Mar 28, 2016
Drosophila damage observed in South Carolina strawberries

Last week, South Carolina cooperative extension personnel issued a pest alert for drosophila damage in strawberries. It is impossible to visually distinguish drosophila larvae between species, but if fruit appear otherwise undamaged (meaning they have no holes, rotted areas, or disease damage) except for a soft spot with larvae underneath, it is very likely that those larvae are spotted wing drosophila (SWD).

In recent years, SWD damage has not been common in spring fruit strawberries, although they have been more common later in the season and in day neutral plantings. Our warm winter and spring weather has likely shifted infestation risk to earlier this growing season. Given the greater likelihood of SWD damage in spring fruiting berries, what should strawberry and early blueberry growers do to prepare?

When infestation risk is low (such as during recent spring strawberry seasons), growers should monitor for adult flies and begin insecticide treatments when they are detected. However, risk this year, appears higher, and I would encourage growers to consider taking preventative management action in addition to monitoring for adult flies. Preventive management consists of: Weekly applications of registered pesticides, reapplied in the event of rain. Rotate between at least two modes of action to reduce the likelihood of resistance development. See the Southern Region Small Fruit Integrated Pest Management Guides for recommended insecticides.

Even if fruit are being managed preventatively, growers should still sample fruit to determine if it is infested. Sample fruit at each harvest via salt water extraction or by cutting fruit open to observe larvae. Salt water will cause larvae to exit fruit as illustrated in the video below. Sample at least 30 berries per field. See here for more larval sampling information.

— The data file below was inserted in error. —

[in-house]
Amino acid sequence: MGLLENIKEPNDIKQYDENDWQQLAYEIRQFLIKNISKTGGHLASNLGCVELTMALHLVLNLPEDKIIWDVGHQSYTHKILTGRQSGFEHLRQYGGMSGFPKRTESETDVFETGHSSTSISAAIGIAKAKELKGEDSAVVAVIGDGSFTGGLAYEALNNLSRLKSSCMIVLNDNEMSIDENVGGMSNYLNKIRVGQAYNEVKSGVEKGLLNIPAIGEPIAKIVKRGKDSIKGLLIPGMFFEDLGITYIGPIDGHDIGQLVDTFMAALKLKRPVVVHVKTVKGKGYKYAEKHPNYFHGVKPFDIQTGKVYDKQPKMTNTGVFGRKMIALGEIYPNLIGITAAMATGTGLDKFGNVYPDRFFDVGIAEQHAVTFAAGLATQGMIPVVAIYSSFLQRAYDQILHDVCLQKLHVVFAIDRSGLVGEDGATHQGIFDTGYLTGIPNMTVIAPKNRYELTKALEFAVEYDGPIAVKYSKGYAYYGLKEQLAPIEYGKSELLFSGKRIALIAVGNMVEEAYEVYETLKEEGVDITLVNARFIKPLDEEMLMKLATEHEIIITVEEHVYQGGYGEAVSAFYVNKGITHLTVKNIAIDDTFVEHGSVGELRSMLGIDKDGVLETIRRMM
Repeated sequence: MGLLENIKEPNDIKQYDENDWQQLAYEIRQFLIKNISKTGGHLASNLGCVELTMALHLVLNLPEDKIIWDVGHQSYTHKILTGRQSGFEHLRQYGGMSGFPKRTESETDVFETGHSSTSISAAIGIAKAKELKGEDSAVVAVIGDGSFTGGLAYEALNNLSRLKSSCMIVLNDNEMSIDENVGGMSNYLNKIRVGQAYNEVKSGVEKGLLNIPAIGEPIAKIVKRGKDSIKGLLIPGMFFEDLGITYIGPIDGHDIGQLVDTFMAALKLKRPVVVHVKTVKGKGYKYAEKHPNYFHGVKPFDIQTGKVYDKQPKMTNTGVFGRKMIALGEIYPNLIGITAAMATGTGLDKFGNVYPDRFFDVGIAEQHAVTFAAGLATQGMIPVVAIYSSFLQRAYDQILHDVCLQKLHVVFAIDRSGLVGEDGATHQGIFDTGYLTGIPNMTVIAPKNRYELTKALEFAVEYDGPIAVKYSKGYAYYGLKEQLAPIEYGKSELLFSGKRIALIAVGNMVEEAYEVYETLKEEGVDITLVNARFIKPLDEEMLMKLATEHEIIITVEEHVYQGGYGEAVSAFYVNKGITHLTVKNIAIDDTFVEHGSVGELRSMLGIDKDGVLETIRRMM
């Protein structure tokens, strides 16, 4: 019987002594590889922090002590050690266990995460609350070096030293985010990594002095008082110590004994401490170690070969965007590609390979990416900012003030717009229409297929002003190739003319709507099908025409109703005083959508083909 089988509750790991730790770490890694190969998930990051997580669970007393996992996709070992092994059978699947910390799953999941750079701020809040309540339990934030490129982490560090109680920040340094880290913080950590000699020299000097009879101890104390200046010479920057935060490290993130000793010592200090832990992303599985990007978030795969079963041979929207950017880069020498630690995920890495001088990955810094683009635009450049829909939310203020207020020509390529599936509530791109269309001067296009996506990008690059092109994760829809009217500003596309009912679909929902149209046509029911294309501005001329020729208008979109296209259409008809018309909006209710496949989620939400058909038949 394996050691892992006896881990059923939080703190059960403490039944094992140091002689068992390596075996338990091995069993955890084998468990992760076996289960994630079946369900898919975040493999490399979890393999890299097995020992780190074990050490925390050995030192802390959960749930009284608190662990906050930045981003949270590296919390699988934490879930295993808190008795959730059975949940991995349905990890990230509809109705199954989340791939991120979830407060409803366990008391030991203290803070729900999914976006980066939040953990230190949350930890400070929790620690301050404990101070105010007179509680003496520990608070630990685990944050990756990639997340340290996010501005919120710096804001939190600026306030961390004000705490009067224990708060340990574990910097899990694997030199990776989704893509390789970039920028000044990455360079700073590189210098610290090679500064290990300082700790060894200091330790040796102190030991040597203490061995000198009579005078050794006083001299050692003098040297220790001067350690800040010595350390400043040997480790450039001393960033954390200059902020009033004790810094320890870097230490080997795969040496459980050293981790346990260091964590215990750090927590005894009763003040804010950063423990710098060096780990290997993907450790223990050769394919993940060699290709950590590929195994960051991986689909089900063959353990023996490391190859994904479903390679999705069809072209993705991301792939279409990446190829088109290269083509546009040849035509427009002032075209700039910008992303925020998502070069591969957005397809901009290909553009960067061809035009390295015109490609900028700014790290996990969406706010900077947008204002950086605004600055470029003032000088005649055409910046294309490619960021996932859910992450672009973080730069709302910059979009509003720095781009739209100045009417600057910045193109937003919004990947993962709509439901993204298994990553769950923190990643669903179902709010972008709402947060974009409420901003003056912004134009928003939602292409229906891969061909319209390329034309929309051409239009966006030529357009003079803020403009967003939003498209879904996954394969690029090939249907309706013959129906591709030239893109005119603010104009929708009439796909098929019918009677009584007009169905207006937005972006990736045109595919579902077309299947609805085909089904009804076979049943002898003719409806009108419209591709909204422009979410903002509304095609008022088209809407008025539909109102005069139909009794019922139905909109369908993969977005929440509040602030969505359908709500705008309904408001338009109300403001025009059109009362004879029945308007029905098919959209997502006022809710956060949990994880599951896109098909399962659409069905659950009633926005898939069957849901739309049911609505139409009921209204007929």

If growers find damaged fruit, what should they do? I put together these suggestions a few years ago, including:

1. Remove ripe fruit and ripening fruit starting to change color and destroy it (by freezing, “baking” in the sun inside a clear plastic bag for a few days, or removing from the site). Eggs or larvae may be present in otherwise sound appearing fruit. Leaving this fruit means that potentially infested fruit is present and could be harvested.

2. Begin an aggressive spray program as described above.

3. Practice excellent sanitation.  Thoroughly harvest all fruit and sell or destroy it. Destroy culled fruit. Unpicked fruit is a reservoir for SWD larvae. Clean up after rain, and send a clean up crew after you-pickers.

4. Sample fruit each harvest as described above.

5. Consider trapping flies using yeast and sugar baits or commercially available lures. Traps tell you SWD presence or absence and are not perfect, but they can be helpful if damage has not already occurred in fruit. Place traps in strawberry rows, near fruit for the best chance of catching flies. Currently available traps are not helpful in making management decisions once damage has already occurred.

I’ll post more information as the North Carolina strawberry harvest begins and we have a sense of what our actually damage scenario looks like.

Hannah Burrack, North Carolina Cooperative Extension

Source: North Carolina State University

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